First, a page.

The Patriot Act 2.0

Edward Snowden has called the recent renewal of FISA 702, “the biggest encroachment on your privacy rights since the Patriot Act.”

In the middle of the night, in secret, the US Senate voted to renew FISA Section 702 as a part of a broader bill called the Reforming Intelligence and Securing America Act (RISSA) H.R.7888.

The bill had passed through the House the week prior and was set to be voted on Wednesday but the vote was delayed. As Friday came and went, it appeared that we, the People, might have another weekend to rally against the Senate vote.

Alas, Americans woke up Saturday morning to find that the vote had taken place overnight and was signed into law over the weekend.

Mainstream Media would have you believe that the bill is vital for National Security and that the United States was in immediate and dire need of warrantless spying powers. The NY Times published an article titled, “Government Surveillance Keeps Us Safe.”

There is, of course, much more to the story.

Many members of the Senate were told by the House Intelligence Committee that the urgent vote was vital for national security but they were not told that FISA had already granted approval for Section 702 surveillance to continue until April 2025, even if the bill expired. The vote was held under the pretense of a blatant lie.

Warrantless spying not only lives on, it expands.

Liza Goitein is the Co-Director of the Liberty and National Security Program at the Brennan Center for Justice and has been following the renewal closely.

The bill didn’t just renew the FISA provision, which provides targeted warrantless spying powers to the administrative state, it also greatly expanded those powers by changing a few key definitions.

The amended provision will allow the government to require everyday Americans and regular businesses to spy on fellow citizens, effectively turning everyone into a spy. With the new provision in place, FISA courts can now compel anyone with access to communications equipment to cooperate with the NSA in collecting messages and communications. Previously the statute only authorized the collection of data and communications stored by U.S. internet service providers like Google, Facebook and Microsoft or telecom providers such as AT&T and Verizon.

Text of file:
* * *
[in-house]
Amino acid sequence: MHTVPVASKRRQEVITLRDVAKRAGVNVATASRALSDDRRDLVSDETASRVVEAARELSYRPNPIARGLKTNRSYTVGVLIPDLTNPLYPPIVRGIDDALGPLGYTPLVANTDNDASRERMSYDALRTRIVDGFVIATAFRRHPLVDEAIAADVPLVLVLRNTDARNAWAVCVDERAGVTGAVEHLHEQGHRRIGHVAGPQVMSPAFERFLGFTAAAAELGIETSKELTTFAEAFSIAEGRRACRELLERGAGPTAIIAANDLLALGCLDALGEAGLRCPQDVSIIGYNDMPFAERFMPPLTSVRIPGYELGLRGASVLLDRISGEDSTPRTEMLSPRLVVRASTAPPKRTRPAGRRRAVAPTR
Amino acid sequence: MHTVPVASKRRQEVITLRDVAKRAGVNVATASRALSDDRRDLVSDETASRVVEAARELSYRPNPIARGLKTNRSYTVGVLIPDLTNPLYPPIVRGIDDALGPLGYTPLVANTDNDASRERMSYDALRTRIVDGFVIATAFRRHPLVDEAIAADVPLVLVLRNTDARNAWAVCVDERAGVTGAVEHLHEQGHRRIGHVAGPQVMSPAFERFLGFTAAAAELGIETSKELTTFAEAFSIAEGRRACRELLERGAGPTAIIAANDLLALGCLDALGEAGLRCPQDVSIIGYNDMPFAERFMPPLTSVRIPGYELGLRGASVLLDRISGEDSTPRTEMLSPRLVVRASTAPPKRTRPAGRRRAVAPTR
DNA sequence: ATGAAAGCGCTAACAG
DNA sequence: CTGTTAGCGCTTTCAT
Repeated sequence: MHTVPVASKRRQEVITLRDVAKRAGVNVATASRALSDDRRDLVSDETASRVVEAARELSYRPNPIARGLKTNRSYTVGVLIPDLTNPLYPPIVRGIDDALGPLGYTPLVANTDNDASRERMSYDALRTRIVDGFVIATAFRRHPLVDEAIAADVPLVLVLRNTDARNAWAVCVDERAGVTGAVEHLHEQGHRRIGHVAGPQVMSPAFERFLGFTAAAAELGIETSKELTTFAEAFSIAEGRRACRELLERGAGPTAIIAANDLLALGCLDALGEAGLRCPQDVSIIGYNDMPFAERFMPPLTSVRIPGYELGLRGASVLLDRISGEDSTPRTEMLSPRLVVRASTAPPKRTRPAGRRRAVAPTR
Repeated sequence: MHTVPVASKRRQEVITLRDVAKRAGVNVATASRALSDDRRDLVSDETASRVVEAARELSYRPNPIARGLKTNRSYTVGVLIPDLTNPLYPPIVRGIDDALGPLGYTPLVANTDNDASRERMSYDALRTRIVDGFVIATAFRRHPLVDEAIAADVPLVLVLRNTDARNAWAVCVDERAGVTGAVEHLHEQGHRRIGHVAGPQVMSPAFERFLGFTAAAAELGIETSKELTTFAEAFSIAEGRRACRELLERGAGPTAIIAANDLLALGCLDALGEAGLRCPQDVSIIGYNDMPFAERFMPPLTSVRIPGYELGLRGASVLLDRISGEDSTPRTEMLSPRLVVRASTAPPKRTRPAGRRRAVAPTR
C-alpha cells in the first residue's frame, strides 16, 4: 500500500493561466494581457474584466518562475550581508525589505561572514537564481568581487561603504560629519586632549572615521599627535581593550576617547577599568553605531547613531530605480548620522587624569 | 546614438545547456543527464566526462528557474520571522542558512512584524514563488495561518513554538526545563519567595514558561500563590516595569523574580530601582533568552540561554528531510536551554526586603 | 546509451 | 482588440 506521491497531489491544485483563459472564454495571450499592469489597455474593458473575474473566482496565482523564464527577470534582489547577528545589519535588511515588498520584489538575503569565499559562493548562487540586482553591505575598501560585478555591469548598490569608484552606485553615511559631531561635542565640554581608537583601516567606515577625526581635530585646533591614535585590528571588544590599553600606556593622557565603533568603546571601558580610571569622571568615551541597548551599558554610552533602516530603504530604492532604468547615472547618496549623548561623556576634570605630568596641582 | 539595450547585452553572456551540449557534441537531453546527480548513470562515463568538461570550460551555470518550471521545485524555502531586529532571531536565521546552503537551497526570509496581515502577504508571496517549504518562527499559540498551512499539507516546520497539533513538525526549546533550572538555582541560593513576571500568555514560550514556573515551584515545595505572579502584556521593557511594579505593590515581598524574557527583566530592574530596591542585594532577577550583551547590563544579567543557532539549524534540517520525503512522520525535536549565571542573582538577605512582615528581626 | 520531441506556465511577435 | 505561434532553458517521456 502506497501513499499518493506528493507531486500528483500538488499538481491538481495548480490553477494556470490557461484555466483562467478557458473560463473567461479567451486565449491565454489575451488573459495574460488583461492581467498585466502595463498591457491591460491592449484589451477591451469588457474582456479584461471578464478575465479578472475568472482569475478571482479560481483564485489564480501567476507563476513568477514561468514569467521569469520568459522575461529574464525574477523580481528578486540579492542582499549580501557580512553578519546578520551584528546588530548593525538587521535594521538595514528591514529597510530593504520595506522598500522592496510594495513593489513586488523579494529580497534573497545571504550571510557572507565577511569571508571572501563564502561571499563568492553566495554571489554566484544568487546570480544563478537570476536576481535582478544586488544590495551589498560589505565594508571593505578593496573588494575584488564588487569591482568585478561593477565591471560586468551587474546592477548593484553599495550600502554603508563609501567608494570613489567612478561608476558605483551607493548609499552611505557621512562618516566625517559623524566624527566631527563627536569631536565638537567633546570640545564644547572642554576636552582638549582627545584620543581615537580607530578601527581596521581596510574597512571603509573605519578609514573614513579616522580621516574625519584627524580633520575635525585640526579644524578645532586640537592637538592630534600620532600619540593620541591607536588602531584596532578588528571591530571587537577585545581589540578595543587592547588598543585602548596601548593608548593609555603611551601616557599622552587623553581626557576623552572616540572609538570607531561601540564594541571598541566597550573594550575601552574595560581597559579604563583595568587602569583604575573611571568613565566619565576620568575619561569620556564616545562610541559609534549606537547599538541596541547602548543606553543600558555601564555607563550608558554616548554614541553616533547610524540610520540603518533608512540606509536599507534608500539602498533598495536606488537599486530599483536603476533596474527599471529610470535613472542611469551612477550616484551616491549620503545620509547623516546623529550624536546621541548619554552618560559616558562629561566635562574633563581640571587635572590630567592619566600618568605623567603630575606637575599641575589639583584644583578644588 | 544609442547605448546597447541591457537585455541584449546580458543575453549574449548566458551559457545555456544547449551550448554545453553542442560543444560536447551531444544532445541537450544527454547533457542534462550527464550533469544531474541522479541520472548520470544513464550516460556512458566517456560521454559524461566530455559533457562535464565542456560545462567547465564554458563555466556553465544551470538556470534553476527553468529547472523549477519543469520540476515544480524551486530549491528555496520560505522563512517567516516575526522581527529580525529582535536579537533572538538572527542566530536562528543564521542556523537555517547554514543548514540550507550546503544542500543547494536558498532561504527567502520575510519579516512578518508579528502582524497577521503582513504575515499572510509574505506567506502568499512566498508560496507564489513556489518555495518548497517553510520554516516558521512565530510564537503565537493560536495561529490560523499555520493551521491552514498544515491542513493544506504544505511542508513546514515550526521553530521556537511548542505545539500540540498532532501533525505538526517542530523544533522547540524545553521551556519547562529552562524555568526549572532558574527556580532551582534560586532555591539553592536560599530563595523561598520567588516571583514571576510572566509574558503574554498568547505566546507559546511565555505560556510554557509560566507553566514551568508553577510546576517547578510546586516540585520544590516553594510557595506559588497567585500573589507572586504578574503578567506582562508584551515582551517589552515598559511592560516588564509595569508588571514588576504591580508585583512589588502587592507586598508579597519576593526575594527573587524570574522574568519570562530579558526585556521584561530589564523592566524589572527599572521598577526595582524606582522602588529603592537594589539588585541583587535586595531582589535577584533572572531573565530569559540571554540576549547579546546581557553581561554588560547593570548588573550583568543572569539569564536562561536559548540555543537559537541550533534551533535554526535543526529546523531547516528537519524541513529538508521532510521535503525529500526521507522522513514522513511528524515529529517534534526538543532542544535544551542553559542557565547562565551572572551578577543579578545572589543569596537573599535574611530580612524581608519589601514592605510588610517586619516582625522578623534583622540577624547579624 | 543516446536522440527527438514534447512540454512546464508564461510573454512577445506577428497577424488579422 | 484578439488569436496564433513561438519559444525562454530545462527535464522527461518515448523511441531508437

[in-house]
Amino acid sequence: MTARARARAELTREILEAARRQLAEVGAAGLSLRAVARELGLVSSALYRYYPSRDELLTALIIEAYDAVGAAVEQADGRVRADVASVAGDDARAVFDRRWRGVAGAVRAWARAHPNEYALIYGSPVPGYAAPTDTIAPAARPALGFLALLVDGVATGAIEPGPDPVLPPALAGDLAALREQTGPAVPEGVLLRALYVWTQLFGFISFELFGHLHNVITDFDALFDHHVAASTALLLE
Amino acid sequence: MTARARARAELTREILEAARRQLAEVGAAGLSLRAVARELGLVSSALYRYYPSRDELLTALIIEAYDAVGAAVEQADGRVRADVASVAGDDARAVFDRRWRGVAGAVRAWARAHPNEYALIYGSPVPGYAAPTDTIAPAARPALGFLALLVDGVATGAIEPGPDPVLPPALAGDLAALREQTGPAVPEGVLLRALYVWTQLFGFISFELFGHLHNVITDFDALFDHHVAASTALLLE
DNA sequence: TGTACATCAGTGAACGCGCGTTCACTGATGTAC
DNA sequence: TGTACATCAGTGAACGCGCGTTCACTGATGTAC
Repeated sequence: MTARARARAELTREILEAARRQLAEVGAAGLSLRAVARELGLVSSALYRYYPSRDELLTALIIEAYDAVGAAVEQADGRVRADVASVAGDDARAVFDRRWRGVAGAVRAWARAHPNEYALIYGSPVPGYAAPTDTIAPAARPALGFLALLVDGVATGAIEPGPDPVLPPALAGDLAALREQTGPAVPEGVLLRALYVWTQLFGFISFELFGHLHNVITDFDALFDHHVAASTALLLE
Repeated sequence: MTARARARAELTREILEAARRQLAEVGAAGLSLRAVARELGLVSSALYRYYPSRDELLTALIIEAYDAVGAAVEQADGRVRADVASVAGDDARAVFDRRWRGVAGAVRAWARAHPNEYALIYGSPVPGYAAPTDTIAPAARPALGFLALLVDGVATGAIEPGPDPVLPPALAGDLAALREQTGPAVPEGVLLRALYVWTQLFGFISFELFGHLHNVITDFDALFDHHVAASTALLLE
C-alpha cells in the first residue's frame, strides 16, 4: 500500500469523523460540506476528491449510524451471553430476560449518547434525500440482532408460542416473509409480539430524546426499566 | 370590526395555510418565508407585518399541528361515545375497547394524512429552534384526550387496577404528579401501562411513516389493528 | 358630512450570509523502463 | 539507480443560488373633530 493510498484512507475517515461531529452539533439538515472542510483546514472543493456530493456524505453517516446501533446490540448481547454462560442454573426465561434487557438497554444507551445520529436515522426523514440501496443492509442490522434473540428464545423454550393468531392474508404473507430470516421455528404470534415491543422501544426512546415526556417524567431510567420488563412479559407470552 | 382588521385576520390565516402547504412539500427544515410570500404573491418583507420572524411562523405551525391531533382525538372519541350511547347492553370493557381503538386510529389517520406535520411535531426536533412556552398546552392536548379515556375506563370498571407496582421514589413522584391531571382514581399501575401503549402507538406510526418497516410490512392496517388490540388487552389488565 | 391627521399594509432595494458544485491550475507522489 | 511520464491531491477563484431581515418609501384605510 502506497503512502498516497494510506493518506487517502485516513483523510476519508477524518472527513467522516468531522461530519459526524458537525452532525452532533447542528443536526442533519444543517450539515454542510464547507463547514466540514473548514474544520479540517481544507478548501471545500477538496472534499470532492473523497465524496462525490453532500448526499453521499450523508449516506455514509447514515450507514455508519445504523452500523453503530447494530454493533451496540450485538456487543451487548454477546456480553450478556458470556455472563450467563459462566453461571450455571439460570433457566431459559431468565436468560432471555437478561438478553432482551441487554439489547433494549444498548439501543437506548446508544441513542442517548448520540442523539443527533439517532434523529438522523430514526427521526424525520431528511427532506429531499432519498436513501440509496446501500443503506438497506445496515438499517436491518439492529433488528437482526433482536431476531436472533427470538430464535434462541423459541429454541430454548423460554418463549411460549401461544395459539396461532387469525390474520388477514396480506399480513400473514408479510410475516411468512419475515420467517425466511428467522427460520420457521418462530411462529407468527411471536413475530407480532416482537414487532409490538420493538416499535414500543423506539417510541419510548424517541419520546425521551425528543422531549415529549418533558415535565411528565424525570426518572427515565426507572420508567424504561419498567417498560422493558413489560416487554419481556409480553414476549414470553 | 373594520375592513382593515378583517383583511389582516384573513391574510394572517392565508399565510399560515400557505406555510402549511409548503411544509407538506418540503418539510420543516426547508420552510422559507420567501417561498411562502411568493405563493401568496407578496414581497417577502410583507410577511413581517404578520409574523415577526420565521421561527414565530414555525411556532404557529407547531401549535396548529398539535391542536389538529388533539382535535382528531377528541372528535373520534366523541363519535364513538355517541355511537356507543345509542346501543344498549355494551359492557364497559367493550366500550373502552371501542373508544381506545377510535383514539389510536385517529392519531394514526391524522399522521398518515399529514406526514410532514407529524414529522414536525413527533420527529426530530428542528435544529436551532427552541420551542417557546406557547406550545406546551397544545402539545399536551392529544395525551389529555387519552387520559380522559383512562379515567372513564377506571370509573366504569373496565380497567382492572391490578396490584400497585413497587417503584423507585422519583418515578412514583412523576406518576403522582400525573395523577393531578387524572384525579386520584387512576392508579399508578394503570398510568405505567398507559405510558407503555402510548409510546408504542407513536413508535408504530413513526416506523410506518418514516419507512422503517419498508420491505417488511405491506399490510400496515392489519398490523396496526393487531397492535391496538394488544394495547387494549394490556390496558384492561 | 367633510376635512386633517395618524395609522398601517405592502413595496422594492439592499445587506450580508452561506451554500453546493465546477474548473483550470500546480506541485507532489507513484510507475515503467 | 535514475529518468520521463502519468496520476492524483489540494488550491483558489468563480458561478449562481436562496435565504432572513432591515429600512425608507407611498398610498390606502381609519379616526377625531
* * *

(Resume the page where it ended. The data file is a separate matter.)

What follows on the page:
With the new rules in place, nearly anyone, with few exceptions, can be compelled to access and turn over your data, giving US intelligence agencies extensive new powers.

Senator Ron Wyden, addressing the Senate floor, points out that the new powers could “for example, by forcing an employee to insert a USB thumb drive into a server at an office they clean or guard at night.”

It must be considered how bitcoin and crypto companies could now be compelled to turn over full access to their records of every transaction ever facilitated. While such access already exists under BSA regulations there are still some checks and balances in place providing transparency to the process. This is not the case within the FISA court process. Furthermore, a case potentially could be made that the new regulations define node runners as facilitators of communication, opening up anyone running a bitcoin node to the threat of participation with the secret courts.

The RISAA renewal of FISA Section 702 not only abolishes the Fourth Amendment rights of US Citizens, it is also being used to bypass First Amendment rights. A report from 2023, for example, showed that the FBI used Section 702 to spy on protestors and journalists. And that the FBI abused the authority of Section 702 over 300,000 throughout 2020 and 2021.

The Foreign Intelligence Surveillance Act of 1978, FISA, was originally enacted to “provide judicial and congressional oversight of foreign intelligence surveillance activities while maintaining the secrecy necessary to effectively monitor national security threats.” BJA

The USA Patriot Act, first passed in 2001 and reauthorized in 2006, expanded FISA to allow the government to obtain the personal records of ordinary Americans from libraries and Internet Service Providers, even when they have no connection to terrorism.

Section 702 is a key provision of the FISA Amendments Act of 2008.

The 2024 renewal of FISA Section 702 extends the provision for two years, under the new definitions. It’s vital that anyone who cares about their right to privacy or about our First and Fourth Amendment rights as citizens of the United States make their voices heard so that when the time comes to renew the act, it cannot be done in the shadows of the night.

This is a guest post by Michelle Weekley. Opinions expressed are entirely their own and do not necessarily reflect those of BTC Inc or Bitcoin Magazine.

The views and opinions expressed herein are the views and opinions of the author and do not necessarily reflect those of Nasdaq, Inc.

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